AN independent review of the Water Act has focused on cutting red tape as well as improving Basin Plan performance and interstate program communication.
The review report, tabled on Friday, made 23 recommendations, including simplifying the processes for amending and accrediting State water resource plans.
The review – the first since the Act commenced in 2008 - by was announced by Parliamentary Secretary to the Environment Minister Senator Simon Birmingham in May. It was undertaken by a four-member expert panel that included National Irrigators Council chair Gavin McMahon.
The Act established the Murray-Darling Basin Authority (MDBA) and a national framework to manage Basin water resources, including through the adoption of the Basin Plan and the Commonwealth Environmental Water Holder (CEWH).
The report recommended providing the CEWH with greater flexibility in using the proceeds of water trade to deliver environmental outcomes. It also suggested the next scheduled review of the Water Act should occur in 2024 and the Basin Plan should be reviewed in 2026.
Senator Birmingham said extensive consultation was undertaken by the Panel in preparing the report, involving more than 70 submissions and meetings with more than 50 parties.
“The expert panel has made a number of findings and recommendations, all of which are designed to improve the operation of the Water Act and ensure that it delivers on its objects more effectively and efficiently,” he said.
“The panel has recognised the ongoing nature of the reforms that fall under the Water Act and are yet to be fully implemented – I am pleased to see that their recommendations take this matter into account.”
Senator Birmingham said the review looked at ways of cutting red tape, which meant recommendations 11 and 18 - which call for further work to streamline various Water Charge Rules and water information reporting requirements – would be implemented immediately.
“These matters have been a burden to industry for a number of years in relation to annual costs, and it’s important that we revise these requirements to ensure they are fair and reasonable,” he said.
“I have written to the Australian Competition and Consumer Commission and Bureau of Meteorology requesting that they commence work promptly.”
Senator Birmingham said the government would respond formally to all recommendations in the New Year.
The National Farmers' Federation (NFF) welcomed the review’s findings, and Water Taskforce chair Les Gordon said he was looking forward to reading through the detail of the findings and the expert panel’s recommendations.
“NFF is pleased to see that the government has taken immediate steps to consider the recommendations in detail, by commissioning more detailed reviews of water charge rules and the collection of water information,” he said.
“There is a real opportunity to streamline these provisions of the Act and reduce the costs and regulatory burdens on irrigation businesses."
The report said while significant progress has been made since the Basin Plan commenced, more remains to be done to successfully deliver the Plan in full by July 1, 2019 and ensure its “objectives and outcomes will be realised”.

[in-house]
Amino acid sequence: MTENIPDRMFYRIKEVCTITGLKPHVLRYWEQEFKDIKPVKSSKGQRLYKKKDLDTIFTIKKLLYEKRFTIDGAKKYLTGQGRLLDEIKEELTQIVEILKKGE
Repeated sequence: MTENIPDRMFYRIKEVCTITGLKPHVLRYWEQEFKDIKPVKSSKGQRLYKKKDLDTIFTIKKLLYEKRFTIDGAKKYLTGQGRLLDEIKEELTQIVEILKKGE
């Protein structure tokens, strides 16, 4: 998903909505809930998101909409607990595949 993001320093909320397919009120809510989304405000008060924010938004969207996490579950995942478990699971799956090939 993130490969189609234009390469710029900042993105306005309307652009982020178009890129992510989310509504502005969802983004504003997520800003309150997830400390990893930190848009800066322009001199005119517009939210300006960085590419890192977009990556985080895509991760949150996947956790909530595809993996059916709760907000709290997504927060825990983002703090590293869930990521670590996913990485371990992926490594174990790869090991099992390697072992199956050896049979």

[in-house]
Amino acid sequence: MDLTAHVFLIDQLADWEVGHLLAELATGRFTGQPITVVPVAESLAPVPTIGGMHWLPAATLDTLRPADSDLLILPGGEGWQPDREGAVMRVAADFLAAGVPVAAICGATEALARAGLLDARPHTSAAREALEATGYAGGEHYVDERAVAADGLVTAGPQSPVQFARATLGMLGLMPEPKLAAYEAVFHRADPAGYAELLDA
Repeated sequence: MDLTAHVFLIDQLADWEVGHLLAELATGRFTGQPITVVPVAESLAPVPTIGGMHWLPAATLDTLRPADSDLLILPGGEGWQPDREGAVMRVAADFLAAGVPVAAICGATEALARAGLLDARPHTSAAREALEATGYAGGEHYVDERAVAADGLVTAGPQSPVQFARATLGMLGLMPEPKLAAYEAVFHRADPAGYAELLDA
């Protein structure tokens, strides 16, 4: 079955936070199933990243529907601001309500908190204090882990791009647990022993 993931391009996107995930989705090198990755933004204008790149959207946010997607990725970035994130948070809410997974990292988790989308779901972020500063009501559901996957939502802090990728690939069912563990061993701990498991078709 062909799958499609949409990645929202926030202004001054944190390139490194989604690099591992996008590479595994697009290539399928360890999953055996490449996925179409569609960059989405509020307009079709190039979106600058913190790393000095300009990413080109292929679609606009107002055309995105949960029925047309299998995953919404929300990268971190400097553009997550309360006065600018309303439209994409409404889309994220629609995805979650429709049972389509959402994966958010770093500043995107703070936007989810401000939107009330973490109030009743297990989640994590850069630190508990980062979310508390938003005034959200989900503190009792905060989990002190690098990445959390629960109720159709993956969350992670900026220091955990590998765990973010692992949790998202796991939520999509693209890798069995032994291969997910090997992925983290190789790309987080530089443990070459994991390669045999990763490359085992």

“This involves a substantial implementation program as well as a sustained commitment from governments and their agencies, industries and communities to work together in partnership, respecting each others’ roles, responsibilities and expertise,” the report said.
“In particular, the Panel is of the view that Australian and Basin State governments and their agencies need to work together to clearly and transparently communicate how reforms are being implemented, including the different roles of governments, how local expertise will be taken into account and how activities will be co-ordinated.”
The Panel identified several crucial areas to ensure effective delivery of the Act’s objectives and the Basin Plan, including: The impacts of Basin Plan reforms - for the environment as well as for communities and industry - should be closely monitored and understood over time, with monitoring and evaluation based on rigorous and credible analysis and effectively coordinated to ensure that reform outcomes can be demonstrated The five-yearly audits of Basin Plan implementation should be maintained and performed by an independent expert body following the proposed closure of the National Water Commission by the end of 2014.
Australian Conservation Foundation healthy ecosystems program manager Jonathan La Nauze said the Water Act review raised similar concerns to ACF’s recent analysis of the Murray-Darling Basin, released late last month, that there remain serious risks to the full implementation of the Murray-Darling Basin Plan.
“ACF welcomes the review panel’s recommendation not to change the objects of the Water Act and the acknowledgement that the Act’s existing framework already provides for the achievement of economic, social and environmental outcomes,” he said.
“However, the panel’s recommendations to sell environmental water in order to pay for essential environmental works should be rejected.
“If a public hospital can’t afford to pay its electricity bills, you don’t tell it to take the x-ray machine to the pawn shop, you increase its budget.
“Senator Birmingham must not take this penny-pinching attitude to the environment, particularly when he is spending billions subsidising the upgrade of privately owned irrigation infrastructure.”
Mr La Nauze said the ACF supported the recommendation that Basin States make sure the mining industry operates with the same rules as all other water users.
“Governments must stick to the Basin Plan’s agreed timelines and objectives if they want to make sure the plan prepares the river system – which is the lifeblood of the nation, sustaining and supporting millions of Australians – to cope with the next big drought,” he said.
Read the report here.